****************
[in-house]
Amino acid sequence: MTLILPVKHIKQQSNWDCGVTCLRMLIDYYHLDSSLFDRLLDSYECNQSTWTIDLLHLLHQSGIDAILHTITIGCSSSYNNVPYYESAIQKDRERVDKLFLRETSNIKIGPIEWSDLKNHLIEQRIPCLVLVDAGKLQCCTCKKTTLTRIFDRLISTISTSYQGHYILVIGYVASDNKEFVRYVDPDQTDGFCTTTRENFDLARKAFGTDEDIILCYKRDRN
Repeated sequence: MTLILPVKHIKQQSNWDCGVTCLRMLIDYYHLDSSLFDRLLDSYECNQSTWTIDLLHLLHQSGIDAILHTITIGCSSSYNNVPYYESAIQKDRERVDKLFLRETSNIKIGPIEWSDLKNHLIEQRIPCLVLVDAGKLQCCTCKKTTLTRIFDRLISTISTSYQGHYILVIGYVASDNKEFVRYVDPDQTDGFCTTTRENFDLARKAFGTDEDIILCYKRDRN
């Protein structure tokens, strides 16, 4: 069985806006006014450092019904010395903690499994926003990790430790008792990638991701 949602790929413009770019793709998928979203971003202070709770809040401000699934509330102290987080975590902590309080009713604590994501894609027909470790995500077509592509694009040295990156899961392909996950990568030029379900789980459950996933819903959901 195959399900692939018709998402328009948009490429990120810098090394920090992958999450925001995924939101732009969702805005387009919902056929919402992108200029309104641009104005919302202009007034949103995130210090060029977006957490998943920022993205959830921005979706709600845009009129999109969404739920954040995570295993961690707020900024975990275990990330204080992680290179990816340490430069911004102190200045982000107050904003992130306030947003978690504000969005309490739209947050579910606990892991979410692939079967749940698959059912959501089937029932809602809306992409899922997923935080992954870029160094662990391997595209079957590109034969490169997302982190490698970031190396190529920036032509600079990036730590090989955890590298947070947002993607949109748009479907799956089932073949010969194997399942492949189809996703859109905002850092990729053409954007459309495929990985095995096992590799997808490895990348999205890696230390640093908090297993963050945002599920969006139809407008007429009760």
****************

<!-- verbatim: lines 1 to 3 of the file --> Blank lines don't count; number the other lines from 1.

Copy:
[in-house]
Amino acid sequence: MTLILPVKHIKQQSNWDCGVTCLRMLIDYYHLDSSLFDRLLDSYECNQSTWTIDLLHLLHQSGIDAILHTITIGCSSSYNNVPYYESAIQKDRERVDKLFLRETSNIKIGPIEWSDLKNHLIEQRIPCLVLVDAGKLQCCTCKKTTLTRIFDRLISTISTSYQGHYILVIGYVASDNKEFVRYVDPDQTDGFCTTTRENFDLARKAFGTDEDIILCYKRDRN
Repeated sequence: MTLILPVKHIKQQSNWDCGVTCLRMLIDYYHLDSSLFDRLLDSYECNQSTWTIDLLHLLHQSGIDAILHTITIGCSSSYNNVPYYESAIQKDRERVDKLFLRETSNIKIGPIEWSDLKNHLIEQRIPCLVLVDAGKLQCCTCKKTTLTRIFDRLISTISTSYQGHYILVIGYVASDNKEFVRYVDPDQTDGFCTTTRENFDLARKAFGTDEDIILCYKRDRN